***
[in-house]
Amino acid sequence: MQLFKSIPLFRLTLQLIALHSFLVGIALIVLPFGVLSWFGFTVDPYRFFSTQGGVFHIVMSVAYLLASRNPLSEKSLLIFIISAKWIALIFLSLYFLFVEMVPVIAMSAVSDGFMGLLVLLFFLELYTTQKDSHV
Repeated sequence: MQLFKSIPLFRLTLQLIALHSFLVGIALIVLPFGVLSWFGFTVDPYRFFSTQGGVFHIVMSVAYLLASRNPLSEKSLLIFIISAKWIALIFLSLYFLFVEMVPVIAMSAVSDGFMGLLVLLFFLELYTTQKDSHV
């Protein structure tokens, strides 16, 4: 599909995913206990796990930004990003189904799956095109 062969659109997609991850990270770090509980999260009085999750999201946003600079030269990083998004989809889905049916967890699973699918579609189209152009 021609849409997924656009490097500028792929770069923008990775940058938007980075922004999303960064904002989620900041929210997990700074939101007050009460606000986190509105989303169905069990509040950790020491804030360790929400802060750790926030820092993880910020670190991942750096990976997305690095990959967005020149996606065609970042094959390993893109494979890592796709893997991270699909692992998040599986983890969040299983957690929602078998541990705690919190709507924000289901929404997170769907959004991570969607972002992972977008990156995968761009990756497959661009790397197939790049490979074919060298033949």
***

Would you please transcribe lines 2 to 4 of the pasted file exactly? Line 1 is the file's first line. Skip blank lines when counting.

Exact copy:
Amino acid sequence: MQLFKSIPLFRLTLQLIALHSFLVGIALIVLPFGVLSWFGFTVDPYRFFSTQGGVFHIVMSVAYLLASRNPLSEKSLLIFIISAKWIALIFLSLYFLFVEMVPVIAMSAVSDGFMGLLVLLFFLELYTTQKDSHV
Repeated sequence: MQLFKSIPLFRLTLQLIALHSFLVGIALIVLPFGVLSWFGFTVDPYRFFSTQGGVFHIVMSVAYLLASRNPLSEKSLLIFIISAKWIALIFLSLYFLFVEMVPVIAMSAVSDGFMGLLVLLFFLELYTTQKDSHV
């Protein structure tokens, strides 16, 4: 599909995913206990796990930004990003189904799956095109 062969659109997609991850990270770090509980999260009085999750999201946003600079030269990083998004989809889905049916967890699973699918579609189209152009 021609849409997924656009490097500028792929770069923008990775940058938007980075922004999303960064904002989620900041929210997990700074939101007050009460606000986190509105989303169905069990509040950790020491804030360790929400802060750790926030820092993880910020670190991942750096990976997305690095990959967005020149996606065609970042094959390993893109494979890592796709893997991270699909692992998040599986983890969040299983957690929602078998541990705690919190709507924000289901929404997170769907959004991570969607972002992972977008990156995968761009990756497959661009790397197939790049490979074919060298033949």